Vote on De Jong’s performances and plenty of other World Cup events on new mobile app OnePulse and GET PAID FOR YOUR OPINION! To earn some World Cup beer money simply hit this link to the iTunes app store, download OnePulse and enter invite code DUUN2 on the opening screen (Over 18 only).
Having finally put an end to the trophy drought that had plagued the club for almost a decade, Arsene Wenger now faces a delicate summer in a bid to turn his squad into title contenders ahead of next season.
A right-back and a world class striker are two of the areas Arsenal need to strengthen in, as Bacary Sagna is set to leave the club on a free transfer while Olivier Giroud is in desperate need of a striking partner or, at the very least, of a reliable back-up option.
Wenger, however, could also decide to bolster his options in midfield, an area where Arsenal suffered last season, particularly when injuries to Aaron Ramsey and Jack Wilshere exposed the Gunners’ limitations in the engine room and AC Milan midfielder Nigel De Jong has emerged as a suprise target for the North Londoners.
With Tomas Rosicky and Mikel Arteta both north of their 30th birthday and more inclined to create play rather than destroy it and given Abou Diaby’s recovery from a series of injuries is still in its fancy, Arsenal’s midfield often came out second best in physical battles last season.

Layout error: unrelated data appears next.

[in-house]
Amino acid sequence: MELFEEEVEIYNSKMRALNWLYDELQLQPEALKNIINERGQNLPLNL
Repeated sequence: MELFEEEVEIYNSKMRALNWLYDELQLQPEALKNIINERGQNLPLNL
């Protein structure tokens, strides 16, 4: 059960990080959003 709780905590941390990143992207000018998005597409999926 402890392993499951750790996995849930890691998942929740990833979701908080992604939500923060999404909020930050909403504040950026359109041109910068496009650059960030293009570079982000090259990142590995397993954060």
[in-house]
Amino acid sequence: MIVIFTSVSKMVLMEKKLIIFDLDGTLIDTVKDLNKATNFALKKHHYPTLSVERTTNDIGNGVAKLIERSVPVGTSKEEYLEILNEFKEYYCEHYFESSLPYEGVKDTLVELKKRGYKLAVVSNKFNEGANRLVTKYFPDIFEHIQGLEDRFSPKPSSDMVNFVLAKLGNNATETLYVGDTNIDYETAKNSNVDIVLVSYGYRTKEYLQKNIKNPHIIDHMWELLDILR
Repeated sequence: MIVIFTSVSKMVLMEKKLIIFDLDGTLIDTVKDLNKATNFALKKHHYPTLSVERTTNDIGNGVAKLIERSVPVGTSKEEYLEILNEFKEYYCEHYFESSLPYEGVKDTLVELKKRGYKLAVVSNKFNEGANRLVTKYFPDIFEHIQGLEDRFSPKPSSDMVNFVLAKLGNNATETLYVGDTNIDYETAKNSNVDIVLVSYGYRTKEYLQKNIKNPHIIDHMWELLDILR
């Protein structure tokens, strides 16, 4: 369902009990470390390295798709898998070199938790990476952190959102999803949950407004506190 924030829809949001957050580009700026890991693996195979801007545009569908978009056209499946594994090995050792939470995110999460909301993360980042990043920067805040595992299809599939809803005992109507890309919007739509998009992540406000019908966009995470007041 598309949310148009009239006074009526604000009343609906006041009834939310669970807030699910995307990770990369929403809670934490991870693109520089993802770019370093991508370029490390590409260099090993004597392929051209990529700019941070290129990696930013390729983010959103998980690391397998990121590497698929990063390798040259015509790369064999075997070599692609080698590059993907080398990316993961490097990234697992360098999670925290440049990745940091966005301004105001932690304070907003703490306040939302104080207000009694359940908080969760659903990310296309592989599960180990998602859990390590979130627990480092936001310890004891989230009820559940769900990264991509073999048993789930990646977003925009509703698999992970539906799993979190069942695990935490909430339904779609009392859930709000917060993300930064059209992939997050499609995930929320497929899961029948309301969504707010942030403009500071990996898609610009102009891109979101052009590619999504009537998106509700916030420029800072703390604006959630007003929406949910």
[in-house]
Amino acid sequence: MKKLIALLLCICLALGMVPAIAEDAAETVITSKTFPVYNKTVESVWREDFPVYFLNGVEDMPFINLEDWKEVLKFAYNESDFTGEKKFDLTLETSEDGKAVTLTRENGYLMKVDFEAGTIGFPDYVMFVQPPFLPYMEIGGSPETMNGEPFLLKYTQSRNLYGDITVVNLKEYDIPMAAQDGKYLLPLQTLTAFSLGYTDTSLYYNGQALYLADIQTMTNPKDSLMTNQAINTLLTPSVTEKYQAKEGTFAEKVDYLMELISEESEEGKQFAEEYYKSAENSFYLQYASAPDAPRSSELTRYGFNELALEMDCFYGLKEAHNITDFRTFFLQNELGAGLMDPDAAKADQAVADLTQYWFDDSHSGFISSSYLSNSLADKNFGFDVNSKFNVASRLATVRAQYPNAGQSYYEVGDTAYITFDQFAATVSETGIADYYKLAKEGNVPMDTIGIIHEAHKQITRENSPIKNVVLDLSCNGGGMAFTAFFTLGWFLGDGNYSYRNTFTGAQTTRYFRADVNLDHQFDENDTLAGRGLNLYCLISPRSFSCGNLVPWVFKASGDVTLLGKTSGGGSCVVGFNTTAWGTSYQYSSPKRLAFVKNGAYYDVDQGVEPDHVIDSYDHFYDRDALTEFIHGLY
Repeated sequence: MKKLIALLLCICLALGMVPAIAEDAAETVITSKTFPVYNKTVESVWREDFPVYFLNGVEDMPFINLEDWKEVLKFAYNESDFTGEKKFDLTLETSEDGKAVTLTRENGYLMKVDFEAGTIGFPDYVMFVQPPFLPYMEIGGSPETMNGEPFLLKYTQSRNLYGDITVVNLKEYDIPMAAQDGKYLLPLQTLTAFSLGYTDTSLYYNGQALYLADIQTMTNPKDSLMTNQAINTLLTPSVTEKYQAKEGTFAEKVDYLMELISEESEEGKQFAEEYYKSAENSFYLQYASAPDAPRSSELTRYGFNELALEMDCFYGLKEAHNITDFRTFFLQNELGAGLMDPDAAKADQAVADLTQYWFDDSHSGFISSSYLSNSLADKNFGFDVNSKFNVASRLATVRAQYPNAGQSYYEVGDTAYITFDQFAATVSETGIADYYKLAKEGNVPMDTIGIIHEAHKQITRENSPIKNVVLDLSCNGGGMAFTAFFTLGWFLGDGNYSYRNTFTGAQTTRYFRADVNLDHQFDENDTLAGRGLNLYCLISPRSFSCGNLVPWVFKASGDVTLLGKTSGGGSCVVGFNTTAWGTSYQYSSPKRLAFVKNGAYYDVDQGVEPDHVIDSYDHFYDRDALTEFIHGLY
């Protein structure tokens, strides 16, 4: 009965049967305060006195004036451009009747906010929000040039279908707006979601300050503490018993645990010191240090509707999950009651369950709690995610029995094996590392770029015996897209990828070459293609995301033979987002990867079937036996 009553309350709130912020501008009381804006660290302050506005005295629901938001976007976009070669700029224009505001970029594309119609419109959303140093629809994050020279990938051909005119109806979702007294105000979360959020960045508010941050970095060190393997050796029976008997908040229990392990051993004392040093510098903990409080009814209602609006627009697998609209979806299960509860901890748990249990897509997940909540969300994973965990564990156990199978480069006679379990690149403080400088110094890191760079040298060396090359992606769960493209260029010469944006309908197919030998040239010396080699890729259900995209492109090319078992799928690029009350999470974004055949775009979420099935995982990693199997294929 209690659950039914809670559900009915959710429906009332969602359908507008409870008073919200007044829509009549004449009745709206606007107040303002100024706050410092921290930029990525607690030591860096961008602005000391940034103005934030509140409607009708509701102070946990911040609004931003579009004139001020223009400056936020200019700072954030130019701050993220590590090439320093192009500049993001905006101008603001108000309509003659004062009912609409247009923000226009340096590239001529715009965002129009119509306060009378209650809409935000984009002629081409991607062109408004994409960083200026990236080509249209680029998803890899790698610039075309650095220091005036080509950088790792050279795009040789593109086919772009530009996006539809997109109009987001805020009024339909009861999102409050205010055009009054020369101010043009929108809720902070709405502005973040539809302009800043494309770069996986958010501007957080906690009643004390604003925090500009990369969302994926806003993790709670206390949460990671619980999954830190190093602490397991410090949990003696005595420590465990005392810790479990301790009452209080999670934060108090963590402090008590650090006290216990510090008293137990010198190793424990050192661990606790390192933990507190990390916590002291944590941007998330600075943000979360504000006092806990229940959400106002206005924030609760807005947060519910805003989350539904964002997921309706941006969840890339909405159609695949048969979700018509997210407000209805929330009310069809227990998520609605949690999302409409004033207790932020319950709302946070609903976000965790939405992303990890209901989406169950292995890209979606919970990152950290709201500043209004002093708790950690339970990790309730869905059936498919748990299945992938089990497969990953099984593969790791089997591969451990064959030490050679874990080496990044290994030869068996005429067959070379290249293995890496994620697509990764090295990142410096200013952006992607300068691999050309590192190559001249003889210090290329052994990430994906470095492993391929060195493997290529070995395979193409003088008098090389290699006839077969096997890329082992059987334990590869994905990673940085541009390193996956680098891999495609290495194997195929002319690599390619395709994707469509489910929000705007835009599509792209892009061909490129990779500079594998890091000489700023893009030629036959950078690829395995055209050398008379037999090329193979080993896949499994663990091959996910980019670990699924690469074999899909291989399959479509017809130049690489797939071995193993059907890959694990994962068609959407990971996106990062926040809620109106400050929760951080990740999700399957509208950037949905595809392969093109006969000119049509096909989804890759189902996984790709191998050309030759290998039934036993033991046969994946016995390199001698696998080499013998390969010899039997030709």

The tough-tackling Dutchman would add muscles and dynamism to Arsenal’s engine room, much as he did during his spell at Manchester City and last season at AC Milan, where no other outfield player had a better passing percentage than him.
While not supremely gifted from a technical point of view, De Jong is a pivotal figure in Louis Van Gaal’s Holland, where he sits deep alongside Wesley Sneijder and Danny Blind in the Oranje’s traditional 4-3-3 and with Kevin Strootman absent in Brazil due to a knee injury, De Jong’s likely to play an even more important role as Holland look to negotiate a very difficult group which also includes Chile and Spain.
Should he join Arsenal, the De Jong could be deployed in a similar role, with one between Wilshere and Ramsey alongside him behind a trio of attacking midfielder comprising Mesut Ozil, Santi Cazorla and Alex Oxlade Chamberlain or Theo Walcott.
Reports in today’s papers suggest that De Jong has grown disillusioned with life at AC Milan after Clarence Seedorf was sacked and while his disciplinary record might not match Arsene Wenger’s football philosophy, the Dutchman could be a shrewd piece of business ahead of next season.